The Natural Hazards Engineering Research Infrastructure (NHERI) CONVERGE facility, headquartered at the Natural Hazards Center, announces the release of a new educational tool for natural hazards researchers: the Conducting Emotionally Challenging Research Training Module.
This online module focuses on the emotional challenges researchers face when conducting extreme events research. This course is part of a series of online training modules developed by the CONVERGE research team. These interactive, 30- to 60-minute modules cover topics that support hazards and disaster researchers and research teams to conduct ethical and methodologically sound studies.
A Focus on Researchers’ Emotional Health
This latest module from CONVERGE draws on research literature to present personal stories of the emotional experiences that scholars have faced when confronted with particular situations or subject matter that caused discomfort, pain, anger, or other difficult emotions.
“Hazards and disaster researchers often conduct research in areas where communities are experiencing extreme loss, displacement, and even death,” said Skye Niles, a University of Colorado Boulder sociology graduate student and one of the lead developers of the module. “It is vital that researchers are trained to recognize and understand how to manage their emotions to ensure that they can effectively continue their research in an ethical and sustainable manner. This free module intends to help in this endeavor through providing guidance on ways to cope with and harness the power of emotions in research.”
The interactive module’s sliders and diagrams describe key concepts related to emotions in research, such as compassion fatigue, secondary traumatic stress, and post-traumatic growth. It concludes with strategies to cope with and learn from the emotional challenges of extreme events research.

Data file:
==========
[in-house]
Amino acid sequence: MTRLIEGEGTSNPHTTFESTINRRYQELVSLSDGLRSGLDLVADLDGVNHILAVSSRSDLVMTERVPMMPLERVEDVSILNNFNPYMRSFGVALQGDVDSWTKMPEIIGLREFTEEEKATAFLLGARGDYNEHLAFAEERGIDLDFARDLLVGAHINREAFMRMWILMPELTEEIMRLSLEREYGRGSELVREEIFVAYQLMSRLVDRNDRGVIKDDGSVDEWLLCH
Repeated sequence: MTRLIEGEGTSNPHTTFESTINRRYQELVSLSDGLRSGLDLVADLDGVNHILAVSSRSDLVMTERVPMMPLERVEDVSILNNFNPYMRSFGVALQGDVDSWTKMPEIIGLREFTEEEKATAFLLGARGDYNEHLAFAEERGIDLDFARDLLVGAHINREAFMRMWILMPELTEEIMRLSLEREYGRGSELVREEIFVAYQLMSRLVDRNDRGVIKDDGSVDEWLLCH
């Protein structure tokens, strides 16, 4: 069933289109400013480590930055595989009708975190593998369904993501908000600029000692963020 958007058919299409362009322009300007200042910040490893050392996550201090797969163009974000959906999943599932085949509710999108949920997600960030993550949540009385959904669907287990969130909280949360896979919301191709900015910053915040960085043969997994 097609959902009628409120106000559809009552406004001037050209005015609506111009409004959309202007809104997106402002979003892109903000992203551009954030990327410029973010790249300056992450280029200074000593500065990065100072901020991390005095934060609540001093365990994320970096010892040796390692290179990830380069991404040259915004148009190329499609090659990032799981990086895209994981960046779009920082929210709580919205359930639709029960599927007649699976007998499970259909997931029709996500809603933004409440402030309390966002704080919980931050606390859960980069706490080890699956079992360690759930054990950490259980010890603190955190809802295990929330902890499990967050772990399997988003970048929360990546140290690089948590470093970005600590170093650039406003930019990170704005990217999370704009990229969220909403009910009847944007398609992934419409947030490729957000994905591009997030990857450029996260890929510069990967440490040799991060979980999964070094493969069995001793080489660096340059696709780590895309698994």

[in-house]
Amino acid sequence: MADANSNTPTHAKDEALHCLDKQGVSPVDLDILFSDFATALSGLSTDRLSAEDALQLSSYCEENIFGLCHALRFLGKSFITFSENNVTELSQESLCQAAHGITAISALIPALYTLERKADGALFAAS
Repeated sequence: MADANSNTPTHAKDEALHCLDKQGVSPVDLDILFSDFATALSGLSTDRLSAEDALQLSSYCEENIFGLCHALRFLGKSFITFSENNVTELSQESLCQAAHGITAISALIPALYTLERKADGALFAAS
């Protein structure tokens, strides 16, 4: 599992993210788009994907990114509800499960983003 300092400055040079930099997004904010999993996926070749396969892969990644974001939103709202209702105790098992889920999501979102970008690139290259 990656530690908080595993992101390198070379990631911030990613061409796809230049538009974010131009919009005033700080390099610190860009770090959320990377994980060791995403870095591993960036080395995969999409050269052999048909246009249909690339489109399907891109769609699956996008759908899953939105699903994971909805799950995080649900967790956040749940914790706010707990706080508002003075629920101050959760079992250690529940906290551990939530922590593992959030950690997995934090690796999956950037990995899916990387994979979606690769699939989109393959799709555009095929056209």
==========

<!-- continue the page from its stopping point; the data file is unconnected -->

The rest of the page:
“We believe this module is useful for the diverse researchers from different disciplines who study hazards and disasters,” said Bertha Bermudez Tapia, PhD candidate in sociology at University of Colorado Boulder and a lead developer of the module. “In addition to the module’s written content, we provide links to curated resources, including key readings, web resources, and mental health tools, hotlines and treatment locations.”
“It is crucial to recognize that even as researchers strive to be objective, we are still human. The research process often has emotional impacts that can potentially affect us directly or indirectly.” said Tracy Fehr, also a PhD candidate in sociology and the third lead developer. “Through self-awareness of how our own emotions are affected, researchers can develop a higher level of reflexivity and understanding. This added awareness supports positive ways of coping with the difficult research topics we address in hazards and disaster research—and ultimately strengthens the research itself.”
After completing the training module, users may take a 10-question quiz to receive a certificate of completion, which will become part of a larger credentialing system for hazards and disaster researchers as more modules are released. “We are so excited to add this latest module to the existing offerings,” said Lori Peek, principal investigator of the NHERI CONVERGE facility. “It covers challenges in the field as well as desk research. It is an ideal time to focus on the ways that social scientists—as well as engineers, physical scientists, and others—may be affected by difficult situations in their work.”
On the CONVERGE website, find lists of available resources and previously released modules on topics of social vulnerability and disasters, disaster mental health, cultural competence, and institutional review board procedures. The next training modules to be released in the series include:
Understanding and Ending Gender-Based Violence in Fieldwork (in partnership with the Fieldwork Initiative to Stop Sexualized Trauma)
Broader Ethical Considerations for Hazards and Disaster Researchers (in partnership with the Centers for Disease Control and Prevention)
Collecting and Sharing Perishable Data (in partnership with the Centers for Disease Control and Prevention)
Reciprocity in Field Research (in partnership with the U.S. Geological Survey)
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This CONVERGE Training Module is based upon work supported by the National Science Foundation (NSF Award #1841338). Any opinions, findings, and conclusions or recommendations expressed in this material are those of the authors and do not necessarily reflect the views of the NSF.